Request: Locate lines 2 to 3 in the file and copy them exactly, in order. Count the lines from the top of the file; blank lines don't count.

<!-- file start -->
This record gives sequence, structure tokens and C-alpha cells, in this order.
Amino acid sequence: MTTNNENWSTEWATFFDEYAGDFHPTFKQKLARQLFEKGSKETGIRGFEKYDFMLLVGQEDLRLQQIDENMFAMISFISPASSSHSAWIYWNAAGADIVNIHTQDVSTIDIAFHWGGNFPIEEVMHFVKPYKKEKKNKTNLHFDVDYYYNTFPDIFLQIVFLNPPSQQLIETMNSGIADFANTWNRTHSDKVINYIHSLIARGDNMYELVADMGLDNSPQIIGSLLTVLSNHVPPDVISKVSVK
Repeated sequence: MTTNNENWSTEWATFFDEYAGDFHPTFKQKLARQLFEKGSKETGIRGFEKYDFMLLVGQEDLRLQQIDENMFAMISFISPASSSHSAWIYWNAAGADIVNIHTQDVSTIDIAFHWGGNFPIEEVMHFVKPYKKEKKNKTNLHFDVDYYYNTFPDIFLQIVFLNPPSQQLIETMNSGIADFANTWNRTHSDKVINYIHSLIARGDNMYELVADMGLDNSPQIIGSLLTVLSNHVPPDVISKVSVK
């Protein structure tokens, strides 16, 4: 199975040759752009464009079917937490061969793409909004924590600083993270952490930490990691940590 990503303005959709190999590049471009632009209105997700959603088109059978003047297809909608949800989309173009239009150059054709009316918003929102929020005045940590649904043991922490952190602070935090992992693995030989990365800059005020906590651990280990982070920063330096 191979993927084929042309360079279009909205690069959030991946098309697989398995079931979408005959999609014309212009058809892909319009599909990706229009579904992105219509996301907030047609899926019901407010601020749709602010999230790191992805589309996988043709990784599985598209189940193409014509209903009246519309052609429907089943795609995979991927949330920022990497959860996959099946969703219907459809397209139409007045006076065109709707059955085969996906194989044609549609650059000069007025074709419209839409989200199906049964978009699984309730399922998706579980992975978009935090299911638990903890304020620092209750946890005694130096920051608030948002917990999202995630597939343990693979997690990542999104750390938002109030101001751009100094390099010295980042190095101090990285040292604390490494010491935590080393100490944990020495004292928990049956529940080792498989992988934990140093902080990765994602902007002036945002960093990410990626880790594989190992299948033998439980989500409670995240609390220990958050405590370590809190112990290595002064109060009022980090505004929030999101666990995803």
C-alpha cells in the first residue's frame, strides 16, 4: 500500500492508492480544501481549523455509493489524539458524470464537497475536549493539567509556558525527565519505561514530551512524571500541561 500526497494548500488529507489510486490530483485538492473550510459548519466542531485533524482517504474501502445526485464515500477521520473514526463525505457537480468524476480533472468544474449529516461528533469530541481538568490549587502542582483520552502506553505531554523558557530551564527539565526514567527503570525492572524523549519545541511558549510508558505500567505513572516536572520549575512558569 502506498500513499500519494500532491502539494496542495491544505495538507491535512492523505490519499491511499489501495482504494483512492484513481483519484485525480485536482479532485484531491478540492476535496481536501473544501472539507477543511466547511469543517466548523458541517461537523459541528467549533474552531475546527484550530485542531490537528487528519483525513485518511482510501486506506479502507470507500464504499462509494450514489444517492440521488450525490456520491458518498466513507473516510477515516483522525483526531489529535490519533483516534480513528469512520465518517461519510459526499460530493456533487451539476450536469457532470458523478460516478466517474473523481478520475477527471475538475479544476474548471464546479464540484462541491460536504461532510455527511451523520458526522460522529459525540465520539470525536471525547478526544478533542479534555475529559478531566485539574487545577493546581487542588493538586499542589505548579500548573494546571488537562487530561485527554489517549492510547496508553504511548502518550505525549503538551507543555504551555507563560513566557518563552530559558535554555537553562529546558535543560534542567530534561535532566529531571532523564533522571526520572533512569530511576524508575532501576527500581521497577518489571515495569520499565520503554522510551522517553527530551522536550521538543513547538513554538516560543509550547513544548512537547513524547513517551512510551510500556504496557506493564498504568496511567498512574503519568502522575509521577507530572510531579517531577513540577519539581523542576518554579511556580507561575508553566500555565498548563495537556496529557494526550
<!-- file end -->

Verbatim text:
Amino acid sequence: MTTNNENWSTEWATFFDEYAGDFHPTFKQKLARQLFEKGSKETGIRGFEKYDFMLLVGQEDLRLQQIDENMFAMISFISPASSSHSAWIYWNAAGADIVNIHTQDVSTIDIAFHWGGNFPIEEVMHFVKPYKKEKKNKTNLHFDVDYYYNTFPDIFLQIVFLNPPSQQLIETMNSGIADFANTWNRTHSDKVINYIHSLIARGDNMYELVADMGLDNSPQIIGSLLTVLSNHVPPDVISKVSVK
Repeated sequence: MTTNNENWSTEWATFFDEYAGDFHPTFKQKLARQLFEKGSKETGIRGFEKYDFMLLVGQEDLRLQQIDENMFAMISFISPASSSHSAWIYWNAAGADIVNIHTQDVSTIDIAFHWGGNFPIEEVMHFVKPYKKEKKNKTNLHFDVDYYYNTFPDIFLQIVFLNPPSQQLIETMNSGIADFANTWNRTHSDKVINYIHSLIARGDNMYELVADMGLDNSPQIIGSLLTVLSNHVPPDVISKVSVK